LAFAYETTE — The City-Parish Parks and Recreation Department is proposing a status quo budget for 2011-12 with few plans for major projects.

The City-Parish Council on Wednesday reviewed the division’s budget as part of ongoing budget hearings this month.

Parks and Recreation Director Gerald Boudreaux said the focus in the tight upcoming budget will be on maintaining existing parks, recreation centers, golf courses and swimming pools “to make sure everything we have is at a high level.”

He said that although there are no big “signature” projects in next year’s proposed budget, the recreation department has pushed forward with about $3 million in upgrades at the city’s three golf courses over the past two years.

That work included complete renovations of the greens at the Jay and Lionel Hebert Municipal Golf Course on Mudd Avenue and Les Vieux Chenes Municipal Golf Course near Youngsville.

The recreation department is also continuing to build out Parc Independence at Girard Park, the city’s only public playground for children with disabilities.

The first phase of the playground — a joint project with the Kiwanis Club of Lafayette — began last year and is now complete.

The proposed budget for 2011-12 sets aside $75,000 for more equipment at the park.

Councilman Brandon Shelvin proposed an amendment to raise that amount to $100,000, but the additional funds are subject to the approval of the full council when the budget comes up for final adoption later this year.

The total proposed recreation budget for 2011-2012 is $9.4 million, up from about $9 million last year.

The discussion of the recreation budget on Wednesday highlighted continuing issues with funding for the department.

The recreation department operates facilities throughout the parish, but the only dedicated source of revenue comes from a property tax paid within the city limits.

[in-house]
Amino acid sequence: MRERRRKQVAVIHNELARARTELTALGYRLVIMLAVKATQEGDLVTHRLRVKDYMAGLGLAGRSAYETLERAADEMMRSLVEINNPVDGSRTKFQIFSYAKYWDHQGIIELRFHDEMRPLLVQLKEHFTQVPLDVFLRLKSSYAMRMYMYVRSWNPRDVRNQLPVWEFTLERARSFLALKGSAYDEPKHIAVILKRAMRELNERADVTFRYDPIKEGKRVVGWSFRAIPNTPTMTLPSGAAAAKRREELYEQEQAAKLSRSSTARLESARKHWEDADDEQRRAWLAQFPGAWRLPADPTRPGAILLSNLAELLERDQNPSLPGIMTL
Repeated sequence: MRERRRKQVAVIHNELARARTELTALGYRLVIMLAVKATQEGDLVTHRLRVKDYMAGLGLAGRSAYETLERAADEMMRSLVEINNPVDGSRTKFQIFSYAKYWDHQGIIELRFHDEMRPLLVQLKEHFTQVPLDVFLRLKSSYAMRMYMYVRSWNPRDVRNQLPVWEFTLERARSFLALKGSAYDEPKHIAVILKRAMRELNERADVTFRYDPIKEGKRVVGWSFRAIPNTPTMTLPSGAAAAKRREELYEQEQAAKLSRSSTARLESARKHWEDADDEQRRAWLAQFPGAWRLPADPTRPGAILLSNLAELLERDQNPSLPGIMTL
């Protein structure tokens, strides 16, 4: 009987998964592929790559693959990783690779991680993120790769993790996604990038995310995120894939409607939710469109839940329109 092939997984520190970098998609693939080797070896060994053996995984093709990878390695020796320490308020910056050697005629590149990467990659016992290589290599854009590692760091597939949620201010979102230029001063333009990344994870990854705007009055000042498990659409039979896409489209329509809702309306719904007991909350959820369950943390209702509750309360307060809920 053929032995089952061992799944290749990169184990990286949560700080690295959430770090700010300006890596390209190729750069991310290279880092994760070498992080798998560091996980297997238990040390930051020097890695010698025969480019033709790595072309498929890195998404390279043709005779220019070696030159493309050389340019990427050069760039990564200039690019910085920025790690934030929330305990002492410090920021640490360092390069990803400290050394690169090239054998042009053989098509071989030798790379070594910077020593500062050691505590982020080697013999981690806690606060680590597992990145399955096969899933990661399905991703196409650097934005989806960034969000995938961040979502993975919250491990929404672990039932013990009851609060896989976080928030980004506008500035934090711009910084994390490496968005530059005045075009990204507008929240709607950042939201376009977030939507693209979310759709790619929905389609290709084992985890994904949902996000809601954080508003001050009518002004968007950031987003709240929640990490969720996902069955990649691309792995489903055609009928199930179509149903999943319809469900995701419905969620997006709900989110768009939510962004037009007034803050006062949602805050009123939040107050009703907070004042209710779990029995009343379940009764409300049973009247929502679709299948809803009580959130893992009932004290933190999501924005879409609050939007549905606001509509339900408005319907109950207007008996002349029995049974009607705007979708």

To pay for parks outside of the city limits, the recreation department relies on funds that would otherwise be used for road and drainage work in the unincorporated areas of the parish.

Those road and drainage funds are already inadequate to meet infrastructure needs even before the recreation funds are taken out.

“It’s a train wreck on its way here,” City-Parish President Joey Durel said.

One possible solution offered by Durel is to let the smaller municipalities take over city-parish parks within their boundaries.

City-parish officials in the past have also talked about the possibility of a recreation tax outside of the city, but most have said there seems to be little political will for that option.

“It’s just an issue we are going to have to talk about,” Durel said. “It’s impossible for us to continue to subsidize parish recreation when the citizens say they do not want to pay for parish recreation.”

In other business Wednesday, Councilman William Theriot proposed to strip from the budget about $670,000 for nonprofit groups, including social service agencies, the Acadiana Center for the Arts and Festival International.

The proposed cuts, which are subject to approval by the full council, set in motion what has become an annual debate over whether city-parish government should provide supplement funding for arts groups and social service agencies.

For the past three years, Theriot and Councilman Jared Bellard have tried to cut the nonprofit funding, but the majority of the council has repeatedly voted to keep the funding in place.

Budget hearings for other city-parish departments continue through the month.

The council is scheduled to adopt the final budget Sept. 27.


For a listing of the times and dates of budget hearings, visit, and click on “Budget Meeting Schedule.”